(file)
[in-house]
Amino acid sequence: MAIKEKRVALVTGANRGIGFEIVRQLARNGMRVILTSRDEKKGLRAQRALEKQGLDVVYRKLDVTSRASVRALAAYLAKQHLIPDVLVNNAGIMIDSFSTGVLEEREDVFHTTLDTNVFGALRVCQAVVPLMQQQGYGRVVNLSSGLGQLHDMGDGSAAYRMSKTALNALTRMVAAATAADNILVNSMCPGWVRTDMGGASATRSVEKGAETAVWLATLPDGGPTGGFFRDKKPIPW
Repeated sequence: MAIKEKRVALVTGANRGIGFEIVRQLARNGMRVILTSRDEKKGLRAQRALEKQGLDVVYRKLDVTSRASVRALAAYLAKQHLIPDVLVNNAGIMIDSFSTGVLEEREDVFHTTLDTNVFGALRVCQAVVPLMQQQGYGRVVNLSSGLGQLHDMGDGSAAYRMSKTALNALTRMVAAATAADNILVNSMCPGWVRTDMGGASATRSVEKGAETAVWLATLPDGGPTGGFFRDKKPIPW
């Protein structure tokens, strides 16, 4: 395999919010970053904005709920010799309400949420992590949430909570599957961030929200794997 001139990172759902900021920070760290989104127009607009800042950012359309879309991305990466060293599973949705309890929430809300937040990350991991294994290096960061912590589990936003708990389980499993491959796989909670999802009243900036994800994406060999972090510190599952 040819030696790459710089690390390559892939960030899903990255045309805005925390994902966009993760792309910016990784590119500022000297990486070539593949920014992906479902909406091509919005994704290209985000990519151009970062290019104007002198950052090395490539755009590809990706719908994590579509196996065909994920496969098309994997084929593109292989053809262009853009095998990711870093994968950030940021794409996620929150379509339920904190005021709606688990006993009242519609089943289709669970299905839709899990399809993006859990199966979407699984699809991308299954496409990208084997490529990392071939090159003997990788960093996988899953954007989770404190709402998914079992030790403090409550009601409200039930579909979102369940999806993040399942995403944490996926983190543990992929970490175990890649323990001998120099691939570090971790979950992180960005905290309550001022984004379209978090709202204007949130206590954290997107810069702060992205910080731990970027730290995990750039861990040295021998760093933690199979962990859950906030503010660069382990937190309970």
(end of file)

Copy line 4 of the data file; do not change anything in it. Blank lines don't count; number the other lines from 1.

């Protein structure tokens, strides 16, 4: 395999919010970053904005709920010799309400949420992590949430909570599957961030929200794997 001139990172759902900021920070760290989104127009607009800042950012359309879309991305990466060293599973949705309890929430809300937040990350991991294994290096960061912590589990936003708990389980499993491959796989909670999802009243900036994800994406060999972090510190599952 040819030696790459710089690390390559892939960030899903990255045309805005925390994902966009993760792309910016990784590119500022000297990486070539593949920014992906479902909406091509919005994704290209985000990519151009970062290019104007002198950052090395490539755009590809990706719908994590579509196996065909994920496969098309994997084929593109292989053809262009853009095998990711870093994968950030940021794409996620929150379509339920904190005021709606688990006993009242519609089943289709669970299905839709899990399809993006859990199966979407699984699809991308299954496409990208084997490529990392071939090159003997990788960093996988899953954007989770404190709402998914079992030790403090409550009601409200039930579909979102369940999806993040399942995403944490996926983190543990992929970490175990890649323990001998120099691939570090971790979950992180960005905290309550001022984004379209978090709202204007949130206590954290997107810069702060992205910080731990970027730290995990750039861990040295021998760093933690199979962990859950906030503010660069382990937190309970």